Floral flies prove chronic pain

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Today, microbiology specialists from the University of Sydney presented the results of their new research on how pain can serve as a neural node for triggering hypersensitivity in animals – in particular, the focus of their new research was on studying these properties in flower flies. Experts sought to prove their previously laid out theory that the symptom of chronic and acute pain, typically experienced by a person in various situations and injuries, may also be characteristic of insects – which was partly proven in their current study regarding chronic pain in flies.

Flower flies were chosen by experts for good reason – the fact is that in comparison with many other insects, they have a fairly simple genetic structure and can be easily changed by external genetic tools. What was done – the specialists processed the neural map of several flies with a special substance that “illuminates” the neurons and nodes during their activity.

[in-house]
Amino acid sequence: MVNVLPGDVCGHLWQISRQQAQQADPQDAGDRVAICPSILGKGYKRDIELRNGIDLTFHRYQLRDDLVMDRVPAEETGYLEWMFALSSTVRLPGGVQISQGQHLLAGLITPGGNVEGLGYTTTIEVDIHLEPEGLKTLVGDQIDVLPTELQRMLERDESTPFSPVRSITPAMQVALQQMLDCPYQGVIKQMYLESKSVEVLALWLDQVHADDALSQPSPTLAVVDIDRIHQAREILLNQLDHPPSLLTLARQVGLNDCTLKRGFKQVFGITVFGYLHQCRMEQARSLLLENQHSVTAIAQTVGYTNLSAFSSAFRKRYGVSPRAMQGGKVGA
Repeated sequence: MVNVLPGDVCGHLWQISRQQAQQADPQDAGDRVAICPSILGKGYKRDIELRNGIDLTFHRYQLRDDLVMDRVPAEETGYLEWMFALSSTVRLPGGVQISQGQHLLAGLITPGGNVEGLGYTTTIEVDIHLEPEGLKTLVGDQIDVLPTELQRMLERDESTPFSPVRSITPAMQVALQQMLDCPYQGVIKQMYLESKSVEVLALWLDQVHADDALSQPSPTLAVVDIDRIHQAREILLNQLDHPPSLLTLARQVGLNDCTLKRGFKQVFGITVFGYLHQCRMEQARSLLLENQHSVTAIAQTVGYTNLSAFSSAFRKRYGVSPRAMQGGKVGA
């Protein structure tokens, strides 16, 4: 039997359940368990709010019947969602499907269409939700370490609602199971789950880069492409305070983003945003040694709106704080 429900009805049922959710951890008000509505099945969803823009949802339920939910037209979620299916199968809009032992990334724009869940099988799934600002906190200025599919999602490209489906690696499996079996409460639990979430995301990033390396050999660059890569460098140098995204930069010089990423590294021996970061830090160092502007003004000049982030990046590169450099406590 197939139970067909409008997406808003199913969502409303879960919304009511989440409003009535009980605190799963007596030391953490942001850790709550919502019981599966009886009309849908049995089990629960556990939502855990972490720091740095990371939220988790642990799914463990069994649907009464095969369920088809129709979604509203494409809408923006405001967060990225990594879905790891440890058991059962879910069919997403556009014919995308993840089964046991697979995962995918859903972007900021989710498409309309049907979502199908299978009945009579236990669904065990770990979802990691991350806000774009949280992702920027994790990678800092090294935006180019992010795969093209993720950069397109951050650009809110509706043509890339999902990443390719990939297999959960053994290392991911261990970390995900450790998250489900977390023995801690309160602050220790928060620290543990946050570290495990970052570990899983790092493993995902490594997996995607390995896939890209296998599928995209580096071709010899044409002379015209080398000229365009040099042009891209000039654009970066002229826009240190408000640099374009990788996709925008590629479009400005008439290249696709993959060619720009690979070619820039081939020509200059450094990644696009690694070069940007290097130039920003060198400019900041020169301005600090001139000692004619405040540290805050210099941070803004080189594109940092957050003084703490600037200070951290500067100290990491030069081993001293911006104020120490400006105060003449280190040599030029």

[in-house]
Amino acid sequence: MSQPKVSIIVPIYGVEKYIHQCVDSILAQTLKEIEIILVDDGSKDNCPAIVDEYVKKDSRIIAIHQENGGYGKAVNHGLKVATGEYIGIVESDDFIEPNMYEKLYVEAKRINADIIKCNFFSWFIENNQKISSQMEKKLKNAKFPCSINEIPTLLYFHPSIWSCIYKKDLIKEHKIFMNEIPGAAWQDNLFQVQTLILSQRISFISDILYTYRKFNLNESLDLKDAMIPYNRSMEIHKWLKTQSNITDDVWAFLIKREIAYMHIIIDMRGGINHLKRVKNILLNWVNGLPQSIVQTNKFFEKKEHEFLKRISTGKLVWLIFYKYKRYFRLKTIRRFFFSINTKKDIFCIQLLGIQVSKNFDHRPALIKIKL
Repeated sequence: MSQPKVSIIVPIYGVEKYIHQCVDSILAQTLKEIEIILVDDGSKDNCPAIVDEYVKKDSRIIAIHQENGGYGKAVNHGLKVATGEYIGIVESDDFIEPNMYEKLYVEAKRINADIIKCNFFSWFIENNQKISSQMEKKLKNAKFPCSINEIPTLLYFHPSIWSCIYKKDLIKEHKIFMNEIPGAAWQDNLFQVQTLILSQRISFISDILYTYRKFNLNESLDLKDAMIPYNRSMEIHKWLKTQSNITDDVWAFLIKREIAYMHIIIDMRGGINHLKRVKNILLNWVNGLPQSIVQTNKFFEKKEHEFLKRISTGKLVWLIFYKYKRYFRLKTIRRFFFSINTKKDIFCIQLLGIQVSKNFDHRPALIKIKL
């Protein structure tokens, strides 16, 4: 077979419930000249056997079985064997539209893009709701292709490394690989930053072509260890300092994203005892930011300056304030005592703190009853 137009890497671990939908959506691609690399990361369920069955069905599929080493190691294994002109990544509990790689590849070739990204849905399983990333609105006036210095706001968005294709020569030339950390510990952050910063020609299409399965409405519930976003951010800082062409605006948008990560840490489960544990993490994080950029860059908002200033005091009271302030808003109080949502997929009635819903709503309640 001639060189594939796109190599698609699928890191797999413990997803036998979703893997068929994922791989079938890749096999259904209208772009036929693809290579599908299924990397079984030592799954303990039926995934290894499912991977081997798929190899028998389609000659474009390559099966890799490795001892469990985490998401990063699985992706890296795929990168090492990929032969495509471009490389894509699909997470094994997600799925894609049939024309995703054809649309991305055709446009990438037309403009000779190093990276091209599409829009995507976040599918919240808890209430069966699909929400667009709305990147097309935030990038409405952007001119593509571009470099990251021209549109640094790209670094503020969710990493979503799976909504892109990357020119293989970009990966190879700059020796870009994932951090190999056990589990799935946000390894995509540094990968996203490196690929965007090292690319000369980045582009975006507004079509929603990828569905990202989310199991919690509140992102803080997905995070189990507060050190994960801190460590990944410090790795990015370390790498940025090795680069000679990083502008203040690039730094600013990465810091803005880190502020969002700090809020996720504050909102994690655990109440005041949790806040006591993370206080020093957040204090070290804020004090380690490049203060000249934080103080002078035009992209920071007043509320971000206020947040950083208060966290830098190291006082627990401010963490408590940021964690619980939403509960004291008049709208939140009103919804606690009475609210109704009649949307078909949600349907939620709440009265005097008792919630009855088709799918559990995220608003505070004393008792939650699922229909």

Then they deliberately damaged one of the paws of the flies and left it to heal – while observing this, they registered a sufficiently strong neural surge in the region of the ventral cortex, which in some way related to flies and people in this situation, because we have pain is also observed activity in this part of the brain. Moreover, experts found that after damage to one of the fly's paws, the other legs also became more sensitive to potential damage, which to some extent changed the behavior of the fly itself. And this indicates that the neural nodes and responses in flower flies can be really more complex than expected.

All this together indicates that most likely it is about the possibility of using this knowledge in order to compile better and more effective treatment options for various acute pain syndromes in people – it is quite possible that the results and conclusions drawn may be decisive in creating conceptually new drugs. and medical treatments. However, it remains only to wait for the final completion of the experiment.

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